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What to Give Yourself This Year

Flickr Creative Commons: asenat29

It’s easy to look ahead to a new year and make resolutions about new habits—I’ll write 1,000 words a day, I’ll write seven days a week, I’ll finish/start that novel/short story/novella—you get the idea. But instead of resolving to do better, try harder, work smarter (not that there’s anything wrong with that), why not look at what gifts you could give yourself in the year ahead instead? A few to consider:

A sacred space

This year I looked around the home office in which I do all my writing and realized it looked like a dorm room, with posters taped to the walls, papers overflowing the desk, piles of books on the floor, and a mish-mash of furniture. My desk, a lumbering dark wood beast, faced a wall that hadn’t seen a fresh coat of paint in 10 years. When I opened the closet door, things fell on my head (this is truth). This was not a space that said, “brilliant creative work is being done here.” It was a space that said, “I’m too busy to deal with this.” So I made time. I painted the office cream, with pale gray woodwork. I painted that big dark desk a beautiful shade of gray-blue. I moved the desk to face the window, and put a bird feeder outside in the yard. I organized the books and papers, threw away a lot, cleaned out the closet, and framed and hung paintings I’d done on the walls. I cleared my desk of everything except my computer, a notepad and pen, and one or two small items that bring me pleasure—a millefiori paperweight my aunt gave me when I finished my last novel, a photo of my girls as babies, the glass bowl that sat on my father’s dresser. When I walk in here to work, it’s peaceful and inspiring. It’s been well worth the cost of a few gallons of paint.  For more on how I created my sacred space, complete with before and after photos, click here [1].

Time

It’s our most precious resource and the one we waste most often. I learned long ago that I need to exercise a minimum of three times a week or I get squirrely. So I schedule three hours of exercise a week into my calendar as soon as I turn the page to a new month. Those three hours per week are inviolable; everything else I do (with rare exceptions) gets scheduled around them. I’ve learned to do the same with writing. I wrote my first novel while working part-time and taking care of two young kids, and I got it done by carving time out of each morning after my kids left for school, and out of each evening after they went to bed.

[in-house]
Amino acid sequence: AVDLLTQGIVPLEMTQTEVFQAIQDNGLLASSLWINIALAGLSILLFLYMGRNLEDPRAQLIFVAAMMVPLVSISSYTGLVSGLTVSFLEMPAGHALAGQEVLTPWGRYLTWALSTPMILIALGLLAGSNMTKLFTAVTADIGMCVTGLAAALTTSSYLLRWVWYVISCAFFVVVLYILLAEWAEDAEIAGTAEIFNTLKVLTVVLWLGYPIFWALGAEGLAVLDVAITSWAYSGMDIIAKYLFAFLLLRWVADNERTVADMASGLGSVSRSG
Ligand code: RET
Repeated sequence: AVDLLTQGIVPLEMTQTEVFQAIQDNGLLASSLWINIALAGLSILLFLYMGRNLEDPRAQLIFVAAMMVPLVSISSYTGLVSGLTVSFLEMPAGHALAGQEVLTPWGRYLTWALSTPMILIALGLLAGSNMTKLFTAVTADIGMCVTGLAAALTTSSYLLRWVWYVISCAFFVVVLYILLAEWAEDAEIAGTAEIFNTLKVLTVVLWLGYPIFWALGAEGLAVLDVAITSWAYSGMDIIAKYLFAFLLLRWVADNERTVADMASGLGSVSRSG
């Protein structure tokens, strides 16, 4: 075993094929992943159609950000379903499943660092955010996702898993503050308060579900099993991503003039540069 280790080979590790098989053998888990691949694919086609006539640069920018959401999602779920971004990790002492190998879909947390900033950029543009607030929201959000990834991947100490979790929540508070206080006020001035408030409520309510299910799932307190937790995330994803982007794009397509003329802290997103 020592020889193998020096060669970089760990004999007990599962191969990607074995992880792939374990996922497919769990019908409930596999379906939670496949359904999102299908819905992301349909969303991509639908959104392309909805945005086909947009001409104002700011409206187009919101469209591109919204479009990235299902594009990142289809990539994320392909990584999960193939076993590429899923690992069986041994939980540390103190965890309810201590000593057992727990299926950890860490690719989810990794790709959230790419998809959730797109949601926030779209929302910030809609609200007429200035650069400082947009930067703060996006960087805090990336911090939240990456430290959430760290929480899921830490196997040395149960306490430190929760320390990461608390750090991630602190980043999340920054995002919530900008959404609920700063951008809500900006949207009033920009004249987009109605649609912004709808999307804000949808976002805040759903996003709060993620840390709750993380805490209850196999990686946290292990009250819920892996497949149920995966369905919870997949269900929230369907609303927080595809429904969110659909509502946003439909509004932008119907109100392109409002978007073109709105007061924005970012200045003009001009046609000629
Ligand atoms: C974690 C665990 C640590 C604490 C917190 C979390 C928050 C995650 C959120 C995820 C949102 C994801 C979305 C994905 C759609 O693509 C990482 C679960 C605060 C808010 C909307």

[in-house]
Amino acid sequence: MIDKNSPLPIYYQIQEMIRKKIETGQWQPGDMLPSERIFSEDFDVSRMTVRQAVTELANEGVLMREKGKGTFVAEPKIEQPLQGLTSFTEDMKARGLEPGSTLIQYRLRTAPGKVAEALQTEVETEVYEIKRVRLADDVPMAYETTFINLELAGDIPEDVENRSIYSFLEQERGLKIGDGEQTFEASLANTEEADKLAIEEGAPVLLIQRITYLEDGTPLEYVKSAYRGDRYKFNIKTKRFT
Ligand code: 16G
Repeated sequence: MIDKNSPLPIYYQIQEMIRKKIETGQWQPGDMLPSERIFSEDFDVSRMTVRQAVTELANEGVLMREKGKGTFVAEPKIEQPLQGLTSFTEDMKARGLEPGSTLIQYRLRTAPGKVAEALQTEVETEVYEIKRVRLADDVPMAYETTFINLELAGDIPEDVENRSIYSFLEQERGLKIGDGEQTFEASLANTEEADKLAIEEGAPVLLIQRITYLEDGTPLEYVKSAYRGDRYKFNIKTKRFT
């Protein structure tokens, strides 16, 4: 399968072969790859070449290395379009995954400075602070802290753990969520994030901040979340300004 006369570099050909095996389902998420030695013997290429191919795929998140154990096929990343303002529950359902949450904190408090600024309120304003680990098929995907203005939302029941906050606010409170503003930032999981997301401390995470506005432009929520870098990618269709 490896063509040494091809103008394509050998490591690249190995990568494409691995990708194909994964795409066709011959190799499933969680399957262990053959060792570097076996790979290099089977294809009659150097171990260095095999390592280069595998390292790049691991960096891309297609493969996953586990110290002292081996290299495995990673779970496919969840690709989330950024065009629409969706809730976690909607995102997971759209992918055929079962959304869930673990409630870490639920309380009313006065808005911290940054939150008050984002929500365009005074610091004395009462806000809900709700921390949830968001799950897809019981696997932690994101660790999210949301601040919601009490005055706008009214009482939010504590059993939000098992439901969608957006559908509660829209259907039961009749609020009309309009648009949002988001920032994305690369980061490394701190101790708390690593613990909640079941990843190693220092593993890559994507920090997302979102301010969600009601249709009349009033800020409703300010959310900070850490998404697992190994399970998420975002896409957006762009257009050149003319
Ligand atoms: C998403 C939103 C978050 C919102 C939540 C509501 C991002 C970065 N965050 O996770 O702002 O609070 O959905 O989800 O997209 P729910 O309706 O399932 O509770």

Imperfection

You have to write a lot of bad sentences to raise your percentage of flawless sentences. So write those bad sentences and try to make them better but don’t beat yourself up for them. They’re part of the process, too.

A good critique group

I’m in a couple different writing groups, a real one and a virtual one, and I couldn’t do without either one. My real-life group meets once every 4-6 weeks and we support each other fiercely and we tell the truth to each other about our work. Sometimes it’s hard to hear, but it’s seldom wrong. My group has saved me from improbable plot twists, implausible behavior (by my characters), boredom, and giving up.

Appreciation

My friends, writing is hard. Writing an entire novel is harder still. When I fell deep into the Slough of Despond while writing my first novel, my husband said to me, “Just finish it. Even if it never gets published, you will have written an entire book. That’s a huge accomplishment.” He was right. I’ve had three books published, written hundreds of pages of two other novels, and I recently started yet another novel, a brand new one. And I’ll tell you, standing at the starting line of a new book is terrifying—so is wading through the middle or hurtling toward the end, for that matter. It’s always hard. Give yourself some genuine appreciation for the enormity of the task you face and even more, your willingness to get up and do it again, day after day. Kudos, writers. Well done. Happy New Year.

Have you given yourself a gift lately? How did it affect your creativity? Which gift do you most need to give yourself? 

About Kathleen McCleary [2]

Kathleen McCleary is the author of three novels—House and Home, A Simple Thing, and Leaving Haven—and has worked as a bookseller, bartender, and barista (all great jobs for gathering material for fiction). A Simple Thing (HarperCollins 2012) was nominated for the Library of Virginia Literary Awards. She was a journalist for many years before turning to fiction, and her work has appeared in The New York Times, The Washington Post, Good Housekeeping, Ladies Home Journal, and USA Weekend, as well as HGTV.com, where she was a regular columnist. She taught writing as an adjunct professor at American University in Washington, D.C., and teaches creative writing to kids ages 8-18 as an instructor with Writopia Labs, a non-profit. She also offers college essay coaching (http://thenobleapp.com), because she believes that life is stressful enough and telling stories of any kind should be exciting and fun. When she's not writing or coaching writing, she looks for any excuse to get out into the woods or mountains or onto a lake. She lives in northern Virginia with her husband and two daughters and Jinx the cat.